Headphones, like women's shoes, don't last forever. Headphones physically wear out. They get lost. They get beat. They get old. They go out of style. This means headphones are unlike a Mark Levinson amp, which is a purchase like a fine timepiece that lasts for your entire life and will likely gets passed on to another audiophile when you are through with it. Headphones are much more disposable. They have a finite lifespan and that's a good thing for getting people back into the store. Even with exotic cars, a certain number of people are likely to wrap one around a pole. Those cars are now off the road. Even if you blow tweeters on your Wilson Sasha WPs like a madman, Wilson will replace them for you (albeit at some point on your dime) with a smile, while still keeping those speakers functioning and looking as good as they did the day you took the plastic off of them.
Back to the all-important and bigger-than-the-Baby-Boomer Generation Y market. Let's be clear: selling to this audience is the key to the future of audio. They love music as much if not more than any group before them and they are attached to their devices. While the economy hasn't provided them the cushy jobs that Generation X saw when they were coming into the workplace in the late 1990s, Gen Y will see boom times again and they have massive buying power. Selling headphones of all sorts brings the next generation of clients into audio salons and AV stores, which is inclusive. Moreover, Generation Y use headphones like fashion items, so if they have the money to invest, they may want to make a hip-hop statement with some Beats by Dre or Skull Candy headphones. Perhaps someone wants to make a "legalize it" Rasta statement - he or she might look to a pair of House of Marley headphones. If people are looking for a slicker, more modern pair of headphones, there are trick offerings like Bowers & Wilkins P5s or B&O headphones. Each of these categories of headphones makes a style or social statement as much as a technological one and provides a way for the next generation of customer to get comfortable doing business with audiophile salons. Audiophile stores need to be more approachable. Products need to be not just more aff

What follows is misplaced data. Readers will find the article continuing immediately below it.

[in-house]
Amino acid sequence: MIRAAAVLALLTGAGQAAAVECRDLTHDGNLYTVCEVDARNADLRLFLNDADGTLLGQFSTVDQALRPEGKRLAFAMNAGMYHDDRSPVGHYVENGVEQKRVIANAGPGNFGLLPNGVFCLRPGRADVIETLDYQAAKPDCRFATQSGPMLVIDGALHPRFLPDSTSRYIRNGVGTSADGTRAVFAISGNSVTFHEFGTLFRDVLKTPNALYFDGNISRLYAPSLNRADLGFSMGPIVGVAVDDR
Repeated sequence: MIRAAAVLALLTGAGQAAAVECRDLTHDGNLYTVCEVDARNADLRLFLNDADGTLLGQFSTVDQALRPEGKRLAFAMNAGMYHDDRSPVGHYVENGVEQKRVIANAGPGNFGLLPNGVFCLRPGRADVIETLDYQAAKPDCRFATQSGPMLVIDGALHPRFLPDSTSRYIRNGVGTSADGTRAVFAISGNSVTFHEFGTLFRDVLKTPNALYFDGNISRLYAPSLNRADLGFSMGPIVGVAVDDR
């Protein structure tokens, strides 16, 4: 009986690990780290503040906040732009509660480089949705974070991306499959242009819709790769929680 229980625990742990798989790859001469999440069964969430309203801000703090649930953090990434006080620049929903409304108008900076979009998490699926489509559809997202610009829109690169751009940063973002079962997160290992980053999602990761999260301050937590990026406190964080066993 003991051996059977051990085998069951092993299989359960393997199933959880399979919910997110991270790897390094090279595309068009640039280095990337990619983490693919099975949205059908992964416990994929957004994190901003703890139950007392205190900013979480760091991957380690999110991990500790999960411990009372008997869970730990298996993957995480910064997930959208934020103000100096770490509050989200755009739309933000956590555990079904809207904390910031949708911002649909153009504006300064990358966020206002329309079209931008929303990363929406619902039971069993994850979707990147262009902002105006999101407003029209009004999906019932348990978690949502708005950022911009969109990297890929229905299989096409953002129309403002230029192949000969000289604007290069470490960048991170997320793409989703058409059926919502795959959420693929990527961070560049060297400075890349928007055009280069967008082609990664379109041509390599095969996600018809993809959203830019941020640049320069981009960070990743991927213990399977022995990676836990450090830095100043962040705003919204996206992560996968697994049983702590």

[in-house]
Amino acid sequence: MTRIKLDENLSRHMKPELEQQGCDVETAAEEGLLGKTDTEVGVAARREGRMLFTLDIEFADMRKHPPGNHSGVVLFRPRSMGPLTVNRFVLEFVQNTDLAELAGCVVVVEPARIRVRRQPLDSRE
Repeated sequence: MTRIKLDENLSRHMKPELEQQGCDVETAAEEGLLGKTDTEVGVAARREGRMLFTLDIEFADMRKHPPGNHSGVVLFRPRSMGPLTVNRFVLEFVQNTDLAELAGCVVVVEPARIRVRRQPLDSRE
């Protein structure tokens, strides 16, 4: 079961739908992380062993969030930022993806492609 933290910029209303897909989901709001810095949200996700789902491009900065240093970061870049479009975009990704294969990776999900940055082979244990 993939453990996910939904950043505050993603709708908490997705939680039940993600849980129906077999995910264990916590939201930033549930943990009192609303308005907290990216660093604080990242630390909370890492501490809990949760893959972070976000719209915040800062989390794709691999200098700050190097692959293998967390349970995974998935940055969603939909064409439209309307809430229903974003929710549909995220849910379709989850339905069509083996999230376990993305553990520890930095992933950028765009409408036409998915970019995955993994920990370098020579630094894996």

ordable, but also more relevant. Odd-ball, over-priced gear that costs more than six months of student loan payments doesn't sell to Generation Y.
From a business to business standpoint, selling headphones is a no-brainer for the specially AV store. Unlike our shoe example, headphones don't come in sizes. Headphones are small and easy to show and/or demonstrate. They are also easy to stock, and you can sell nearly every brand on the market from Bose to Stax and everything in between. Headphones are the new "attach sale," which is ironic, as it was Noel Lee of Monster Cable who taught AV dealers to sell cable as an up-sell. Now it's headphones that offer that same sales opportunity.
So many audiophile dealers boo-hoo about how bad things are, when they are missing the fact that they are simply failing to take advantage of market opportunities that are out there. Editorially, HomeTheaterReview.com is going to review more and more headphones, not just because they sound great or have a new form factor, but because they represent a new gateway for sales and sales opportunities that can reinvigorate a traditional audiophile store. Imagine: a father brings his teenaged son and daughter into the stereo store on a Saturday afternoon. They have a Classé preamp and look at the new Panasonic ultra-thin plasmas, but before leaving, the kids hit Dad up for a new pair of cool headphones. It's not as crazy as you may think, and not only does the dealer pay the rent for the next few days with the sale of the headphones, but he planted the seed for audio purchases with not just Dad, but the kids, too.